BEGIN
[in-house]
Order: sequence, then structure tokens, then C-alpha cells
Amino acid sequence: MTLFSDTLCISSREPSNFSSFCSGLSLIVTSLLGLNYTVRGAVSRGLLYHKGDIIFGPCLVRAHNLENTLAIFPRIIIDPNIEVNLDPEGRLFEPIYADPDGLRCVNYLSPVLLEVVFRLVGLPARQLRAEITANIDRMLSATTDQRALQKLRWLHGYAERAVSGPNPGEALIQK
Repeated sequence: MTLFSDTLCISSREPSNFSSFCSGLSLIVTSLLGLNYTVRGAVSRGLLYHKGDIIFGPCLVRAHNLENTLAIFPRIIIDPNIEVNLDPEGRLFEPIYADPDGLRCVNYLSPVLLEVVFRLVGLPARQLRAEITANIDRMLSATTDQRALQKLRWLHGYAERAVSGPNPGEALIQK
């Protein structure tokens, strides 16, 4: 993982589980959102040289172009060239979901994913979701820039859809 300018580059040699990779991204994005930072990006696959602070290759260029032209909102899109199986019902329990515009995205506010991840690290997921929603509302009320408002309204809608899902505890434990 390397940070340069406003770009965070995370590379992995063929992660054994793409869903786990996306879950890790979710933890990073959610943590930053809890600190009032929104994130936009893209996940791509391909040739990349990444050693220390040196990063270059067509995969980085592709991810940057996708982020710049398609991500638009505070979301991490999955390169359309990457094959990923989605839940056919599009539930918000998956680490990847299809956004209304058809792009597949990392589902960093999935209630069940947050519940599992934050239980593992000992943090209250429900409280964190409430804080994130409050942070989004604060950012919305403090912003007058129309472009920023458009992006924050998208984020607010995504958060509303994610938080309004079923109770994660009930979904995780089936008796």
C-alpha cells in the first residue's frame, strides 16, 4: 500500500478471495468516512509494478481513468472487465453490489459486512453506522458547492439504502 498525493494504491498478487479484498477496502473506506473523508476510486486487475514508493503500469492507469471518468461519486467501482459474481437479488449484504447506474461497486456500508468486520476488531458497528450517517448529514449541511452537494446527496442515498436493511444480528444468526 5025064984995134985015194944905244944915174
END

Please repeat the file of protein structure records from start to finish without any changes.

[in-house]
Order: sequence, then structure tokens, then C-alpha cells
Amino acid sequence: MTLFSDTLCISSREPSNFSSFCSGLSLIVTSLLGLNYTVRGAVSRGLLYHKGDIIFGPCLVRAHNLENTLAIFPRIIIDPNIEVNLDPEGRLFEPIYADPDGLRCVNYLSPVLLEVVFRLVGLPARQLRAEITANIDRMLSATTDQRALQKLRWLHGYAERAVSGPNPGEALIQK
Repeated sequence: MTLFSDTLCISSREPSNFSSFCSGLSLIVTSLLGLNYTVRGAVSRGLLYHKGDIIFGPCLVRAHNLENTLAIFPRIIIDPNIEVNLDPEGRLFEPIYADPDGLRCVNYLSPVLLEVVFRLVGLPARQLRAEITANIDRMLSATTDQRALQKLRWLHGYAERAVSGPNPGEALIQK
């Protein structure tokens, strides 16, 4: 993982589980959102040289172009060239979901994913979701820039859809 300018580059040699990779991204994005930072990006696959602070290759260029032209909102899109199986019902329990515009995205506010991840690290997921929603509302009320408002309204809608899902505890434990 390397940070340069406003770009965070995370590379992995063929992660054994793409869903786990996306879950890790979710933890990073959610943590930053809890600190009032929104994130936009893209996940791509391909040739990349990444050693220390040196990063270059067509995969980085592709991810940057996708982020710049398609991500638009505070979301991490999955390169359309990457094959990923989605839940056919599009539930918000998956680490990847299809956004209304058809792009597949990392589902960093999935209630069940947050519940599992934050239980593992000992943090209250429900409280964190409430804080994130409050942070989004604060950012919305403090912003007058129309472009920023458009992006924050998208984020607010995504958060509303994610938080309004079923109770994660009930979904995780089936008796």
C-alpha cells in the first residue's frame, strides 16, 4: 500500500478471495468516512509494478481513468472487465453490489459486512453506522458547492439504502 498525493494504491498478487479484498477496502473506506473523508476510486486487475514508493503500469492507469471518468461519486467501482459474481437479488449484504447506474461497486456500508468486520476488531458497528450517517448529514449541511452537494446527496442515498436493511444480528444468526 5025064984995134985015194944905244944915174